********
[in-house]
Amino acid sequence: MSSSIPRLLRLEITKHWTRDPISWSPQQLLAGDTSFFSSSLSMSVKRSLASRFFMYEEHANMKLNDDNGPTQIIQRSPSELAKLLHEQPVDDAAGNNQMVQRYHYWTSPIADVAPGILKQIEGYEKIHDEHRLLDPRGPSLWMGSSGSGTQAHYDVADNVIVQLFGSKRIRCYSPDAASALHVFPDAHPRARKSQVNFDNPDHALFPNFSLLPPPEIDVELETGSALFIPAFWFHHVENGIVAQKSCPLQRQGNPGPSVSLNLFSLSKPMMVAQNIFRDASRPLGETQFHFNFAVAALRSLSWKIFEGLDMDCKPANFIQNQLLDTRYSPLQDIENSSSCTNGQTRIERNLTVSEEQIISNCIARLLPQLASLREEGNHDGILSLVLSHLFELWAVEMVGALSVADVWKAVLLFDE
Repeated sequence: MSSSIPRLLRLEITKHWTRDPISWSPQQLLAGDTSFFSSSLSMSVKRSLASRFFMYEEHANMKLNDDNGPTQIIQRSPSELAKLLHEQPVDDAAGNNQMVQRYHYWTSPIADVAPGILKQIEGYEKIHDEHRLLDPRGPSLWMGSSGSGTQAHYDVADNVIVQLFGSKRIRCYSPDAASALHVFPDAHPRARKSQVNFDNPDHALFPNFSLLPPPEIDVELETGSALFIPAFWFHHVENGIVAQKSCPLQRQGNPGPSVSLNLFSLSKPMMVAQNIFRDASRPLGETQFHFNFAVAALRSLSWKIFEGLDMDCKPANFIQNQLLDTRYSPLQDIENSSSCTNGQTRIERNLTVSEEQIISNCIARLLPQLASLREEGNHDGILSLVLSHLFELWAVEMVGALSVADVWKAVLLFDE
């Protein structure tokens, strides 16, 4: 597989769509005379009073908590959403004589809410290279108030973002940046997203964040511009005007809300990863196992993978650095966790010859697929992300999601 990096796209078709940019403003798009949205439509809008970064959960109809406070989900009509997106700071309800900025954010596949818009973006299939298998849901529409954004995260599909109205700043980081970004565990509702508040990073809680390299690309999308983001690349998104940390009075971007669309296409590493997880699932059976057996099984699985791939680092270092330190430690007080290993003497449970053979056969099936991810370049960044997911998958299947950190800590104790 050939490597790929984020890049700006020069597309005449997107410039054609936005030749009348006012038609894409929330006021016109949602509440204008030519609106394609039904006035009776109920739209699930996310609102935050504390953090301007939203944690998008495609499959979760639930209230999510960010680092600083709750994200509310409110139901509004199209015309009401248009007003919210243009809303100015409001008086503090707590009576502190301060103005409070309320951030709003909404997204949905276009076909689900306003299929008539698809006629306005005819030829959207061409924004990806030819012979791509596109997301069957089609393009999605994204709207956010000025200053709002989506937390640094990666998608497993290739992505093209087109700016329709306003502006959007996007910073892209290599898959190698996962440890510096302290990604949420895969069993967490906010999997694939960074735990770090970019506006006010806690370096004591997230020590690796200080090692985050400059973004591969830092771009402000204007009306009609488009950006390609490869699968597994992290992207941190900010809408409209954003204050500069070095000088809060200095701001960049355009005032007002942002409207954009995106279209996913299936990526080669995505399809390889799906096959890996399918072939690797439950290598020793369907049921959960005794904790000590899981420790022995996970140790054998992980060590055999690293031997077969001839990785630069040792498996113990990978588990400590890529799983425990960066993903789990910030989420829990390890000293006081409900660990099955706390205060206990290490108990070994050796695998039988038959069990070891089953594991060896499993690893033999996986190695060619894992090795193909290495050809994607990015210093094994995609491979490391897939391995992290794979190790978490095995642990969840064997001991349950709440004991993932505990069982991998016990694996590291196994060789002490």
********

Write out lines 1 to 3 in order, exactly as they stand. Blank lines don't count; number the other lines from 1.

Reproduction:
[in-house]
Amino acid sequence: MSSSIPRLLRLEITKHWTRDPISWSPQQLLAGDTSFFSSSLSMSVKRSLASRFFMYEEHANMKLNDDNGPTQIIQRSPSELAKLLHEQPVDDAAGNNQMVQRYHYWTSPIADVAPGILKQIEGYEKIHDEHRLLDPRGPSLWMGSSGSGTQAHYDVADNVIVQLFGSKRIRCYSPDAASALHVFPDAHPRARKSQVNFDNPDHALFPNFSLLPPPEIDVELETGSALFIPAFWFHHVENGIVAQKSCPLQRQGNPGPSVSLNLFSLSKPMMVAQNIFRDASRPLGETQFHFNFAVAALRSLSWKIFEGLDMDCKPANFIQNQLLDTRYSPLQDIENSSSCTNGQTRIERNLTVSEEQIISNCIARLLPQLASLREEGNHDGILSLVLSHLFELWAVEMVGALSVADVWKAVLLFDE
Repeated sequence: MSSSIPRLLRLEITKHWTRDPISWSPQQLLAGDTSFFSSSLSMSVKRSLASRFFMYEEHANMKLNDDNGPTQIIQRSPSELAKLLHEQPVDDAAGNNQMVQRYHYWTSPIADVAPGILKQIEGYEKIHDEHRLLDPRGPSLWMGSSGSGTQAHYDVADNVIVQLFGSKRIRCYSPDAASALHVFPDAHPRARKSQVNFDNPDHALFPNFSLLPPPEIDVELETGSALFIPAFWFHHVENGIVAQKSCPLQRQGNPGPSVSLNLFSLSKPMMVAQNIFRDASRPLGETQFHFNFAVAALRSLSWKIFEGLDMDCKPANFIQNQLLDTRYSPLQDIENSSSCTNGQTRIERNLTVSEEQIISNCIARLLPQLASLREEGNHDGILSLVLSHLFELWAVEMVGALSVADVWKAVLLFDE